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Corsair Xeneon 32QHD165

Corsair Xeneon 32QHD165 review: "A strong all-rounder"

(Image: © Future/Jeremy Laird)

Our Verdict

Quality 1440p gaming at a seriously premium price.

Pros

  • Nicely calibrated image quality
  • Good feature set
  • Great build quality

Cons

  • Expensive for a 1440p panel
  • Limited HDR performance
  • Fast but not crazy quick

GamesRadar+ Verdict

Quality 1440p gaming at a seriously premium price.

Pros

  • + Nicely calibrated image quality
  • + Good feature set
  • + Great build quality

Cons

  • - Expensive for a 1440p panel
  • - Limited HDR performance
  • - Fast but not crazy quick

The new Corsair Xeneon 32QHD165 goes all-in on the popular 1440p resolution sweet spot for performance PC gaming. Listing at $799 or £699, Corsair’s gaming-optimised 32-incher is painfully pricey for a 1440p panel. Yes, the likes of Gigabyte’s Aorus FI32Q occupy nearly as lofty territory, but that Gigabyte screen was already struggling to justify its positioning. So, the Corsair Xeneon 32QHD165 really has its work cut out.

At this price point, there are numerous 4K monitors for gaming to choose from. The upside of 4K is obviously more visual detail - eight million pixels' worth in fact - but the downside is more work for your graphics card. For affordable gaming, 1440p makes so much sense - especially with half-decent graphics cards currently costing crazy money.

The problem is, the more expensive the monitor, the more the implication that the owner can also afford one of the best graphic cards. Anyway, you get the idea. The initial impression is that 1440p at this price level is a stretch, both in terms of value and in the sense of stretching too few pixels over too large a panel. The Xeneon counters with a comprehensive feature set that includes high-quality engineering, high refresh, HDR support, and even USB-C connectivity with power delivery. But does it all add up to a plausible value proposition or something that will trouble best gaming monitor lists? Time to find out.

Design & Features

The Corsair Xeneon 32QHD165 is built around a quality 32-inch IPS panel with the aforementioned 1440p native resolution. To that, it adds 165Hz refresh and response rates of 1ms MPRT and sub-3ms gray-to-gray. Not bad, but arguably nothing special given the quickest 1440p IPS panels now clock in at 240Hz and 1ms gray-to-gray.

Corsair Xeneon 32QHD165

(Image credit: Future/Jeremy Laird)

You could say the same about the Xeneon’s HDR support. It’s a VESA DisplayHDR 400 certified panel with a peak brightness of 440 nits, which is entry-level when it comes to HDR performance. Notably, there’s no local dimming and the panel is rated at a relatively ordinary 1,000:1 for static contrast.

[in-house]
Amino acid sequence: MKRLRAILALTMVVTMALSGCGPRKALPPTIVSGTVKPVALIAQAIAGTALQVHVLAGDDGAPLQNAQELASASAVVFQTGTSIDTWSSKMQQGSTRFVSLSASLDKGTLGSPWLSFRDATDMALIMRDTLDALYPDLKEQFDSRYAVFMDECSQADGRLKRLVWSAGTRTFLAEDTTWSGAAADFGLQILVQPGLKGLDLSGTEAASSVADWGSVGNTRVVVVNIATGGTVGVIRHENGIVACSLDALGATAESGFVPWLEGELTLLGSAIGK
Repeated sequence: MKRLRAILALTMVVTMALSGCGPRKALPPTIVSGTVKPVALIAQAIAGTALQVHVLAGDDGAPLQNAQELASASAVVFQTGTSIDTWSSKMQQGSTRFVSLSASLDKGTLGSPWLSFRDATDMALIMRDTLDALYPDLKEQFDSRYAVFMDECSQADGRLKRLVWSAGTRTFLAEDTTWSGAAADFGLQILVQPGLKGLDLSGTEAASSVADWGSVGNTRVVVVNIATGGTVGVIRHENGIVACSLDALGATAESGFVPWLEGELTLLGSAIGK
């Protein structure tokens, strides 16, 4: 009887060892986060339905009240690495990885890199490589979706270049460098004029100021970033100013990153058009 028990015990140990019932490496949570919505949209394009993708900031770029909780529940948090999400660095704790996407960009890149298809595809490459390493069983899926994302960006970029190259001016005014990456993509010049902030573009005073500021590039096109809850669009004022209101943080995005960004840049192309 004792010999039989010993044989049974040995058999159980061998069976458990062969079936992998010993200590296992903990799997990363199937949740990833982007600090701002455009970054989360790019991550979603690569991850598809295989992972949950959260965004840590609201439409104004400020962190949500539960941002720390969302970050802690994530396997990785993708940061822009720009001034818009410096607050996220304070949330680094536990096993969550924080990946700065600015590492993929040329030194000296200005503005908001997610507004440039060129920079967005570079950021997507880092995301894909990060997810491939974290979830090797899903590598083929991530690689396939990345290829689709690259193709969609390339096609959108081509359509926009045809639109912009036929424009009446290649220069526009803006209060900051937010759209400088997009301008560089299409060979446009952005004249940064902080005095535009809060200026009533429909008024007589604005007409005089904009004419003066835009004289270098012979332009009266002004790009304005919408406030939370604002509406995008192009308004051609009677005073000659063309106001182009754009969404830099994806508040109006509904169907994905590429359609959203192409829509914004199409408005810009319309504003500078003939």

More impressive is the claimed 98 per cent coverage of the DCI-P3 colour space, making this a very accurate panel, especially for a gaming-centric model. It’s likely a consequence of the use of quantum dot tech, which boosts the quality of the ​​Xeneon’s LED backlight.

As for inputs, the predictable bit involves two HDMI 2.0 ports and a single DisplayPort 1.4 socket interface. More novel is the USB Type-C interface with power delivery for single-cable connectivity, allowing a laptop to drive the display and charge at the same time. The snag is that charging power is limited to a mere 15W - barely adequate for an ultraportable laptop let alone one designed for gaming.

Corsair Xeneon 32QHD165

(Image credit: Future/Jeremy Laird)

Incidentally, as the ‘2.0’ spec implies, the HDMI ports are limited to 144Hz. It’s not a huge limitation compared to the maximum 165Hz refresh rate and in any case, the ports are really there for supporting non-PC devices like consoles. As it happens, the Xeneon sports a special “console mode” which accepts a 4K input and downscales that to 1440p.

That’s handy, most obviously for those looking to potentially deploy this as a PS5 monitor - considering the PS5 currently doesn’t support 1440p - or Xbox Series X monitor. Whether it truly makes sense is another matter. Forcing a console to render a heavy 4K load only to downscale that output to 1440p isn’t exactly optimal. Especially as you can bag one of the best 120Hz 4K TVs for not all that much more money.